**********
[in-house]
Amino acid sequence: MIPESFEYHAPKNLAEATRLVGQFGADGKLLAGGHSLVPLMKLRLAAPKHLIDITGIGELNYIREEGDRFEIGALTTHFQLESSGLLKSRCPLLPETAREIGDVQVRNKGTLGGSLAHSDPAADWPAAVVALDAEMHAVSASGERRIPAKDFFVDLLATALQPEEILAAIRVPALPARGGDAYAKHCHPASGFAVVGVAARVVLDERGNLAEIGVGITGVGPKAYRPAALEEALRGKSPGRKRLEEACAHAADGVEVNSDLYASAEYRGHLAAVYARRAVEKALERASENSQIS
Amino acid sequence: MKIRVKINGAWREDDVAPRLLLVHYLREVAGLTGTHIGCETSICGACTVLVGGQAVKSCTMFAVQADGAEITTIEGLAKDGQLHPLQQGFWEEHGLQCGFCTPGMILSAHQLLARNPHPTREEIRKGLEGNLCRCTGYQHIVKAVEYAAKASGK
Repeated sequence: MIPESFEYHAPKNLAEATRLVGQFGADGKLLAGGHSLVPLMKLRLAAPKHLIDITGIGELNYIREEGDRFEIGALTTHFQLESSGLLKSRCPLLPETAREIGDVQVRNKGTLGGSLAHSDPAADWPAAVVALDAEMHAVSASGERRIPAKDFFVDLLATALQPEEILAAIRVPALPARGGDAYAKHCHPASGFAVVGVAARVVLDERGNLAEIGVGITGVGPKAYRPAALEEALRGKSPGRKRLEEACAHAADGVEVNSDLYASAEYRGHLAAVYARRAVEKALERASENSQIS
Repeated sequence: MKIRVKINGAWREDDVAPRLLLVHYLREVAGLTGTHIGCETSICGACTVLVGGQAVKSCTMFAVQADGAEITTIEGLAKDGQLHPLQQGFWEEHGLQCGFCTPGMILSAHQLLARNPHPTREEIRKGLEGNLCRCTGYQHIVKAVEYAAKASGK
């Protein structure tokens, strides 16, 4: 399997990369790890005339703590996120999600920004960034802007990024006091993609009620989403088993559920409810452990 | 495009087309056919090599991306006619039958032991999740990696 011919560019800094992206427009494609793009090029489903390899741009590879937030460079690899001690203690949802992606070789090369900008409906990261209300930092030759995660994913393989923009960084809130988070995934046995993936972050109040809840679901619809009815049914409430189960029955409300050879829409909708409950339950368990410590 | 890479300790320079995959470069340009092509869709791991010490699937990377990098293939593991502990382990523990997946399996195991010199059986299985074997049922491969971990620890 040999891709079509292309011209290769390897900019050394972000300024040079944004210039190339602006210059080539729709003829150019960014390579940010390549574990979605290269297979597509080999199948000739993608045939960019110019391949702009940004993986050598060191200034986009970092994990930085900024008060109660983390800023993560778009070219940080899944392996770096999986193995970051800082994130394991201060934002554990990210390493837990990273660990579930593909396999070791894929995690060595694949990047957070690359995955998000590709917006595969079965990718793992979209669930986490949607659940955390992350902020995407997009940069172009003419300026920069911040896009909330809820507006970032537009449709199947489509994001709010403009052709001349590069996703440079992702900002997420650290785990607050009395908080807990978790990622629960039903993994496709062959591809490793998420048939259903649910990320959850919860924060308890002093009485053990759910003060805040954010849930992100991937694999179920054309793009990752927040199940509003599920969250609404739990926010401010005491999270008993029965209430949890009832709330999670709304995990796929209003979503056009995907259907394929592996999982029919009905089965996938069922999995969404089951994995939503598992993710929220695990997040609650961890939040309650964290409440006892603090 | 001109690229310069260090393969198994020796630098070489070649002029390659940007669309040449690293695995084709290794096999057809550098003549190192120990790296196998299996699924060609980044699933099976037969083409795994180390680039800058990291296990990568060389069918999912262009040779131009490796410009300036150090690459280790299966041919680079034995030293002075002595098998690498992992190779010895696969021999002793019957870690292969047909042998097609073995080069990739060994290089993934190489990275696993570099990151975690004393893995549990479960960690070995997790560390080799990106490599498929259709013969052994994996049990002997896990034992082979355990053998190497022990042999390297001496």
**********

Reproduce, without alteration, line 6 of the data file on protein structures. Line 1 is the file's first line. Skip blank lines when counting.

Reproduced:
């Protein structure tokens, strides 16, 4: 399997990369790890005339703590996120999600920004960034802007990024006091993609009620989403088993559920409810452990 | 495009087309056919090599991306006619039958032991999740990696 011919560019800094992206427009494609793009090029489903390899741009590879937030460079690899001690203690949802992606070789090369900008409906990261209300930092030759995660994913393989923009960084809130988070995934046995993936972050109040809840679901619809009815049914409430189960029955409300050879829409909708409950339950368990410590 | 890479300790320079995959470069340009092509869709791991010490699937990377990098293939593991502990382990523990997946399996195991010199059986299985074997049922491969971990620890 040999891709079509292309011209290769390897900019050394972000300024040079944004210039190339602006210059080539729709003829150019960014390579940010390549574990979605290269297979597509080999199948000739993608045939960019110019391949702009940004993986050598060191200034986009970092994990930085900024008060109660983390800023993560778009070219940080899944392996770096999986193995970051800082994130394991201060934002554990990210390493837990990273660990579930593909396999070791894929995690060595694949990047957070690359995955998000590709917006595969079965990718793992979209669930986490949607659940955390992350902020995407997009940069172009003419300026920069911040896009909330809820507006970032537009449709199947489509994001709010403009052709001349590069996703440079992702900002997420650290785990607050009395908080807990978790990622629960039903993994496709062959591809490793998420048939259903649910990320959850919860924060308890002093009485053990759910003060805040954010849930992100991937694999179920054309793009990752927040199940509003599920969250609404739990926010401010005491999270008993029965209430949890009832709330999670709304995990796929209003979503056009995907259907394929592996999982029919009905089965996938069922999995969404089951994995939503598992993710929220695990997040609650961890939040309650964290409440006892603090 | 001109690229310069260090393969198994020796630098070489070649002029390659940007669309040449690293695995084709290794096999057809550098003549190192120990790296196998299996699924060609980044699933099976037969083409795994180390680039800058990291296990990568060389069918999912262009040779131009490796410009300036150090690459280790299966041919680079034995030293002075002595098998690498992992190779010895696969021999002793019957870690292969047909042998097609073995080069990739060994290089993934190489990275696993570099990151975690004393893995549990479960960690070995997790560390080799990106490599498929259709013969052994994996049990002997896990034992082979355990053998190497022990042999390297001496």